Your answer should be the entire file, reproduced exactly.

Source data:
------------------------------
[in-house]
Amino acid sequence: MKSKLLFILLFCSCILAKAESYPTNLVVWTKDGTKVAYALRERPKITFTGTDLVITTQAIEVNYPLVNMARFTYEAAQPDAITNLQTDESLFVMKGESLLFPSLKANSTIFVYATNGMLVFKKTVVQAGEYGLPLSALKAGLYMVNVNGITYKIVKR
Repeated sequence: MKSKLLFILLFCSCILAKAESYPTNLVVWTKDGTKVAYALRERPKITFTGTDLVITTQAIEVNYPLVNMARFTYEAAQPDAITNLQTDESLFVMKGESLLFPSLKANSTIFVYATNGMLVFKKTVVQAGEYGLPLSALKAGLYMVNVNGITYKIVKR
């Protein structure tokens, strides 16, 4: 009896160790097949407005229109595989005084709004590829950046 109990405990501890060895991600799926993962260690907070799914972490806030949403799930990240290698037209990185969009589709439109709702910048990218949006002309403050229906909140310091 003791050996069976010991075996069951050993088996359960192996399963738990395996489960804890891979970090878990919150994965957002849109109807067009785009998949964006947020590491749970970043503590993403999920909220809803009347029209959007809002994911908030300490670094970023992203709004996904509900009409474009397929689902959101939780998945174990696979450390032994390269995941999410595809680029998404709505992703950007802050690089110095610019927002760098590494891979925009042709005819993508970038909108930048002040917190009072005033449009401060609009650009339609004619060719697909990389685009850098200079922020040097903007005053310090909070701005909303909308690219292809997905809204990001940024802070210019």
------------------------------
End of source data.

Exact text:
[in-house]
Amino acid sequence: MKSKLLFILLFCSCILAKAESYPTNLVVWTKDGTKVAYALRERPKITFTGTDLVITTQAIEVNYPLVNMARFTYEAAQPDAITNLQTDESLFVMKGESLLFPSLKANSTIFVYATNGMLVFKKTVVQAGEYGLPLSALKAGLYMVNVNGITYKIVKR
Repeated sequence: MKSKLLFILLFCSCILAKAESYPTNLVVWTKDGTKVAYALRERPKITFTGTDLVITTQAIEVNYPLVNMARFTYEAAQPDAITNLQTDESLFVMKGESLLFPSLKANSTIFVYATNGMLVFKKTVVQAGEYGLPLSALKAGLYMVNVNGITYKIVKR
């Protein structure tokens, strides 16, 4: 009896160790097949407005229109595989005084709004590829950046 109990405990501890060895991600799926993962260690907070799914972490806030949403799930990240290698037209990185969009589709439109709702910048990218949006002309403050229906909140310091 003791050996069976010991075996069951050993088996359960192996399963738990395996489960804890891979970090878990919150994965957002849109109807067009785009998949964006947020590491749970970043503590993403999920909220809803009347029209959007809002994911908030300490670094970023992203709004996904509900009409474009397929689902959101939780998945174990696979450390032994390269995941999410595809680029998404709505992703950007802050690089110095610019927002760098590494891979925009042709005819993508970038909108930048002040917190009072005033449009401060609009650009339609004619060719697909990389685009850098200079922020040097903007005053310090909070701005909303909308690219292809997905809204990001940024802070210019």